by Doug Powell
It was a dish made from backyard mushrooms that sent a family of four to the hospital and a combination treatment of charcoal and an experimental drug that helped save them.
CTnow.com reports the Newington family’s harrowing tale began Thursday when Shah Noor, 40, picked some mushrooms from their backyard. She cooked them with onions, garlic and green chili peppers for dinner that night. Everyone in the family agreed that it was a tasty meal.
But early Friday morning, Noor’s husband Musarat Ullah, 59, and their daughter, Aiman Bibi, 21, had severe stomach pains and went to St. Francis Hospital and Medical Center in Hartford. There, Dr. Danyal Ibrahim, director of toxicology, urged Ullah to call home to make sure everyone else was OK.
“When I called, I heard this hue and cry,” he said. His wife was vomiting and his other daughter, Wafa Guloona, 24, was on the floor holding her stomach. Guloona managed to drive herself and her mother to the hospital, stopping twice to throw up.
After asking what they had eaten recently, it didn’t take long for Ibrahim to focus on the mushrooms. The mushrooms were of the species Amanita bisporigera, common in the northeast. The white mushrooms are perfectly nice looking, but they’re also known as the “destroying angel” and ingesting them can be deadly.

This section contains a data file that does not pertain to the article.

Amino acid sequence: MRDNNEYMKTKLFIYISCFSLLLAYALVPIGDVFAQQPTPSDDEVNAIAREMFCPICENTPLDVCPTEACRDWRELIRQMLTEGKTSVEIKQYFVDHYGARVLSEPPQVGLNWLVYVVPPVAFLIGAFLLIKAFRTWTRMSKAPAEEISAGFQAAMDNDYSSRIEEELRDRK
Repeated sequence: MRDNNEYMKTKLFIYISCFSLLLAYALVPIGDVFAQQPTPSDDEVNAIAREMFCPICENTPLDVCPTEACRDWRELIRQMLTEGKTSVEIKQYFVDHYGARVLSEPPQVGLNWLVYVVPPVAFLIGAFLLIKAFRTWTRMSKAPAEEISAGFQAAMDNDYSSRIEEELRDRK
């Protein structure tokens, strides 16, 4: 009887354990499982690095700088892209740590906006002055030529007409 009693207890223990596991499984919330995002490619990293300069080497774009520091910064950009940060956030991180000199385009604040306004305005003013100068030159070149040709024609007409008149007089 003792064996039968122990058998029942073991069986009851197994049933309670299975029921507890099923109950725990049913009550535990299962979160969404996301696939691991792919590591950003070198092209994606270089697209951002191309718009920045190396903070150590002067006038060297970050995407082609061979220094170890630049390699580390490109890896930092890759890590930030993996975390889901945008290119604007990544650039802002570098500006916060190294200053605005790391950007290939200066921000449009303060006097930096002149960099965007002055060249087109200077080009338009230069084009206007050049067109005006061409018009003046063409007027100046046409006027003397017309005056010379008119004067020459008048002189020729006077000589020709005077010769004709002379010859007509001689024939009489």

In many cases, the symptoms — severe vomiting, diarrhea and nausea — show up within six hours. That’s actually the better of the two outcomes, and it is what happened to Ullah and Bibi. Delayed symptoms, the kind that affected Noor and Guloona, can be more dangerous. In that case, the toxins from the mushroom are more likely to attack the liver directly.
By late Friday, all four were in the hospital’s emergency department being treated with a combination of IV fluids to restore electrolytes, a charcoal solution that absorbs the toxins and a drug known as N-Acetylcysteine, which helps restore damaged liver cells.
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